Monday, July 14, 2008

Theory of Mind IV: An Anecdote of Forgiveness

Last night I realized that I intended to give short shrift to the unconscious as I continued writing, as it has been overblown, I think, by personality theorists, especially Freud, despite the fact that I used it in my analogy as the roots of the tree of consciousness. After touching upon forgiveness, I later prayed to be able to forgive my first wife wholly for all the damage she'd done me.

When I finally left her I was depressed, but that was not the reason for leaving. Our marriage had been over for years. My leaving was only a punctuation mark, but to do so I had to stuff a wealth of feelings down; I couldn't deal with them, I felt as if I had failed God and myself and my children not to stick it out. But it was a matter of survival; I feared that if I stayed with her any longer I would be in danger of suicide, truly.

We went to marriage counseling three times, and the last two times were a joke, as it was clear that she either had no desire to change or was incapable of it. Our therapist agreed with me (in a private session) that she was "blind," not necessarily malign, simply incapable of the kind of insight required for change.

Why do I bring this up? Because in my desire to forgive I underestimated the unconscious, for this very morning I had a dream about living with my first wife. It was my first day of psychiatric residency and there were lectures and orientation. I had my eye on Lara Flynn Boyle, playing a fellow psychiatric resident in my dream, and felt that she returned my feelings. The two of us decided to go get a cup of coffee and skip an hour of class, but in the dream I had to return home first. I felt hollow and ambivalent about starting my residency; it seemed as if there were no foundation beneath me, I had severe doubts about my choice that first day of residency--in my dream only, of course.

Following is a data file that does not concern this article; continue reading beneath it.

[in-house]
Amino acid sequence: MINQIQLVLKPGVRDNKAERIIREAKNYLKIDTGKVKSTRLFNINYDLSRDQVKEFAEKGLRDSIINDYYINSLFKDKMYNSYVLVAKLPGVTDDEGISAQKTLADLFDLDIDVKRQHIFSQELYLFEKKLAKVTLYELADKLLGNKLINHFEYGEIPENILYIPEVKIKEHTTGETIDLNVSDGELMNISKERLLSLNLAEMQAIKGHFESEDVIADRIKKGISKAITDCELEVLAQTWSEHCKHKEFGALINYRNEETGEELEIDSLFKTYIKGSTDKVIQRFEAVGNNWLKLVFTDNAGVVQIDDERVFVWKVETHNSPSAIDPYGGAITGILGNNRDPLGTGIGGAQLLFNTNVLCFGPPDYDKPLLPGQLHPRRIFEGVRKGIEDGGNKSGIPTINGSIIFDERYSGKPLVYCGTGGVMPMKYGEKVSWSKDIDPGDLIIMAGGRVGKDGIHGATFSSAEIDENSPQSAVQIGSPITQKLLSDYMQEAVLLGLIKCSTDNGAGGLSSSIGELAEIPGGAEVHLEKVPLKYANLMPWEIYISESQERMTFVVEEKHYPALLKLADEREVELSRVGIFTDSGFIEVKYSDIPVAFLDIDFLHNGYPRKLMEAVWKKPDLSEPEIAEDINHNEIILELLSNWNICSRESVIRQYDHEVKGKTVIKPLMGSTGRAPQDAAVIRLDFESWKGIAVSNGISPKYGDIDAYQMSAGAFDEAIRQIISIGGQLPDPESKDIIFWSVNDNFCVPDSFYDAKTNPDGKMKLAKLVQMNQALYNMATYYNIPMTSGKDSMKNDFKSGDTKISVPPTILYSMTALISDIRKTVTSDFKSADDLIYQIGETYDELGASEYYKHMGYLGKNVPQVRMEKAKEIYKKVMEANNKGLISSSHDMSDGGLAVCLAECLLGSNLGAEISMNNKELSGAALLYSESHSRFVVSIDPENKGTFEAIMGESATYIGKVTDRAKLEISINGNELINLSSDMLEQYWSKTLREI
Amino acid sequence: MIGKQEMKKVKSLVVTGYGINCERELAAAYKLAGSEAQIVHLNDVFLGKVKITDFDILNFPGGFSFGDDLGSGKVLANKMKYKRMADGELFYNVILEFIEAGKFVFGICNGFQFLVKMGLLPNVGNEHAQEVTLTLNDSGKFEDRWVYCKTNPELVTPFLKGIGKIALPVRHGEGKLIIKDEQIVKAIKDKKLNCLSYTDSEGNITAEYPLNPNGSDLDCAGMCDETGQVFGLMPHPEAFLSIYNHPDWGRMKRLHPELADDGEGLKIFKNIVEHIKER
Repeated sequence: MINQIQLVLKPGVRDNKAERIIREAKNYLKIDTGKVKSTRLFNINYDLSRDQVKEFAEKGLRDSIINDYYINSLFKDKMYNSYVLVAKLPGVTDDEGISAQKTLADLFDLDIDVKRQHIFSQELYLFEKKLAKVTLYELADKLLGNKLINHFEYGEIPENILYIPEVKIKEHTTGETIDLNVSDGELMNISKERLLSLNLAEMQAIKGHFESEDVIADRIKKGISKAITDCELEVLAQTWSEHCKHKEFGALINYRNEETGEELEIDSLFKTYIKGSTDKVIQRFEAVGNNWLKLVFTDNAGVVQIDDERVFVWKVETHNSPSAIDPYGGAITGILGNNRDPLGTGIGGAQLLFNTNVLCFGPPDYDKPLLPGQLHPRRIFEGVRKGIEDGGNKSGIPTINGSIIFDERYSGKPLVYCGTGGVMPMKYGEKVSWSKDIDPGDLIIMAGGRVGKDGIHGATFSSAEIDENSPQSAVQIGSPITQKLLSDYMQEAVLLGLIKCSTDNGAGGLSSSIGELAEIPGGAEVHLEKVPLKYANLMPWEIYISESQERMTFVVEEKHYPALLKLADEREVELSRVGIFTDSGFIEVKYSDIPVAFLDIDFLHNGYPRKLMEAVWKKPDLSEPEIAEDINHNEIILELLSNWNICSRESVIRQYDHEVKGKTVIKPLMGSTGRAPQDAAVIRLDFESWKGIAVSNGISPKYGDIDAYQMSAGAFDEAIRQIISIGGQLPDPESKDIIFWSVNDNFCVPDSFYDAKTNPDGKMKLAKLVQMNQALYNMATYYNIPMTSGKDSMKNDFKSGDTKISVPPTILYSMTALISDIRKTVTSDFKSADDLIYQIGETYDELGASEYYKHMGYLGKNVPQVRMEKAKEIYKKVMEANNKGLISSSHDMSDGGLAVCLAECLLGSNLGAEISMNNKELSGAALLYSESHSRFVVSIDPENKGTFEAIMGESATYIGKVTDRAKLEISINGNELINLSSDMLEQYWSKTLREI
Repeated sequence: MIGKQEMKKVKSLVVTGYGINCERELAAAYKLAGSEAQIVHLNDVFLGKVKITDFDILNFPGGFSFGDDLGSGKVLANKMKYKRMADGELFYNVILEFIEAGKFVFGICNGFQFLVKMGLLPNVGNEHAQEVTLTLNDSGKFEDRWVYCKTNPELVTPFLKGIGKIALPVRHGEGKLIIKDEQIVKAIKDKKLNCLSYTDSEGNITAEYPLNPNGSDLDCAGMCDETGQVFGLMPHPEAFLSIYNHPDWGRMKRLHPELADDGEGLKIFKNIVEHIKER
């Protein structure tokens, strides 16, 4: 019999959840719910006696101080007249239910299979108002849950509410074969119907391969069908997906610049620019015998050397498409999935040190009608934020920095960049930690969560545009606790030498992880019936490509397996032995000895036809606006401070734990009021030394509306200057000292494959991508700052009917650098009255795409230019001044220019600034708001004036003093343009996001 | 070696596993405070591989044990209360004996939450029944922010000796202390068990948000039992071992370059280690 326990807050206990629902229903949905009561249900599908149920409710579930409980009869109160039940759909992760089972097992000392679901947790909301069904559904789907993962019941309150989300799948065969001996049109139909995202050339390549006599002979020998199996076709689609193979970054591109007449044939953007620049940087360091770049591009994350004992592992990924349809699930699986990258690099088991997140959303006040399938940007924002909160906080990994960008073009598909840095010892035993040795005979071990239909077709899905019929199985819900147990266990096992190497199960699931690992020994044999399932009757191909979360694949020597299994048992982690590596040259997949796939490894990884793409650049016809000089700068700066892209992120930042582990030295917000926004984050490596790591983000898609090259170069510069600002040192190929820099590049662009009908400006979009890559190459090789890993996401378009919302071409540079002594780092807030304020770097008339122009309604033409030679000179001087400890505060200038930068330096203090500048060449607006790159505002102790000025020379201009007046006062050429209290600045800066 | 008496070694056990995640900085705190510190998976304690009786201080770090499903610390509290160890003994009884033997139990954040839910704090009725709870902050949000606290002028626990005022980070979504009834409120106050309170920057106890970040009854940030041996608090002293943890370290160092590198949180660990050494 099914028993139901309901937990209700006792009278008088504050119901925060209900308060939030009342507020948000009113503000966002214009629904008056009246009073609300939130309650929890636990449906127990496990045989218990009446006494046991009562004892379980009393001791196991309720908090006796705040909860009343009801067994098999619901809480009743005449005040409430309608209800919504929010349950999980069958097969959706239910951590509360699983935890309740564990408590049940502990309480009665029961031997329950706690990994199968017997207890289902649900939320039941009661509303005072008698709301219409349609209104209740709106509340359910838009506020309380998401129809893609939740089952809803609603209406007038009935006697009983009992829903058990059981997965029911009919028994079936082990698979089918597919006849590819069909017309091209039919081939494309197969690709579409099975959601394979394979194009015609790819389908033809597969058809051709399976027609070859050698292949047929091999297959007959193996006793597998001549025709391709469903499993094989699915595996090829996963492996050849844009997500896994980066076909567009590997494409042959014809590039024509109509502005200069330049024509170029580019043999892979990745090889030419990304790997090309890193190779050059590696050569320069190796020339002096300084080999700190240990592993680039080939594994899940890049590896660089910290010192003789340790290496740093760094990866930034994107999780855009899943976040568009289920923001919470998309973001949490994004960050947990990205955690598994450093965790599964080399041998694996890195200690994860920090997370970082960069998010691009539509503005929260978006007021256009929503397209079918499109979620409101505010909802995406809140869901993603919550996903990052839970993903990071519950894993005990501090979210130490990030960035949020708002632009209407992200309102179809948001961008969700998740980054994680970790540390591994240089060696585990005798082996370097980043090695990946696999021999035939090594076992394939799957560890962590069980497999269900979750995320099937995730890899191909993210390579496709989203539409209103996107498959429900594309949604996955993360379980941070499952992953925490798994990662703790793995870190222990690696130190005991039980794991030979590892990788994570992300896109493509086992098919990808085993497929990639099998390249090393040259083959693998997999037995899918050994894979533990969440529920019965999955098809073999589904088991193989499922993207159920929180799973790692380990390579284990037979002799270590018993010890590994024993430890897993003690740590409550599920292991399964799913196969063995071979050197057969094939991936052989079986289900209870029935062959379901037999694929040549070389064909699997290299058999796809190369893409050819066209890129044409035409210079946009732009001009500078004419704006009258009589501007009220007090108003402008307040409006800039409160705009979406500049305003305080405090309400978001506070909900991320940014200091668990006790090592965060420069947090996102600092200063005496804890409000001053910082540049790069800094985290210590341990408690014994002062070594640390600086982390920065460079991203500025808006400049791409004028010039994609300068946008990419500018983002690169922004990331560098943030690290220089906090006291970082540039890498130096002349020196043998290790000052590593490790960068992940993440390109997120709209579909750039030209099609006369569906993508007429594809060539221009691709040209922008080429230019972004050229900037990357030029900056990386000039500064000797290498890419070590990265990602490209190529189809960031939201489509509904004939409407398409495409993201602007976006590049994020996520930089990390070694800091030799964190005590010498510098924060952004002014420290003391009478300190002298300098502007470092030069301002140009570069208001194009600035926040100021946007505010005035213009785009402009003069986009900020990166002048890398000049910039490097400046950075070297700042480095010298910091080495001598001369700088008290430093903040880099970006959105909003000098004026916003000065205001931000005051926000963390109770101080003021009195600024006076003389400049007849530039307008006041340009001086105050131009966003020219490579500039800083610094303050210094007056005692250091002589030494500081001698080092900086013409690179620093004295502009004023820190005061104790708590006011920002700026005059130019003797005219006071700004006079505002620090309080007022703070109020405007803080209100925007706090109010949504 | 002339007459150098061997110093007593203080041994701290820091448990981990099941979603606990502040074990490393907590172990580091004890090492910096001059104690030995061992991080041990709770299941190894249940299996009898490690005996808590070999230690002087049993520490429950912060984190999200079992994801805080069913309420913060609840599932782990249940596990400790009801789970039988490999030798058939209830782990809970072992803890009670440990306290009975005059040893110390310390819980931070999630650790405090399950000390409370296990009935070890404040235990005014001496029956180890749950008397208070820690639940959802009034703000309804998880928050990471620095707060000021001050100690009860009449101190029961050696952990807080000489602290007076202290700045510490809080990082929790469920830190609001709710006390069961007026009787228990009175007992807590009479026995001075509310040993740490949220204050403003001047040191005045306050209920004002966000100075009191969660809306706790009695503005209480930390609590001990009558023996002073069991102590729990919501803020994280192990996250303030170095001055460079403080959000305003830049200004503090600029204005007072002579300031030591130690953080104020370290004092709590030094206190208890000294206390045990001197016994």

When I stopped by my house it became clear that my first wife was not with me on my journey. It was unspoken that she rather objected to my not being a "real doctor," and wished I'd become a surgeon or something more generally admired. This is likely my own projection on her. Yet I felt the acute absence of her support; she was only tagging along with my career because she hoped to receive the benefits of being "a doctor's wife," not because she was invested in my growth as a partner. I realized this with a sense of emptiness and despair. She subsequently became suspicious of my date for coffee and recalled instances when I had paid the other resident too much attention; we got in a verbal fight and I stormed off to secure the car keys to our two vehicles, thinking I would not let her take the Mercedes, when I finally gave up and decided to simply let her have it; I would keep the old convertible, a nice symbol of freedom in the dream. Meanwhile I was irritated by missing the coffee date with Lara Flynn, while my first wife was filled with wrath about my affections, unconsummated, toward this other resident.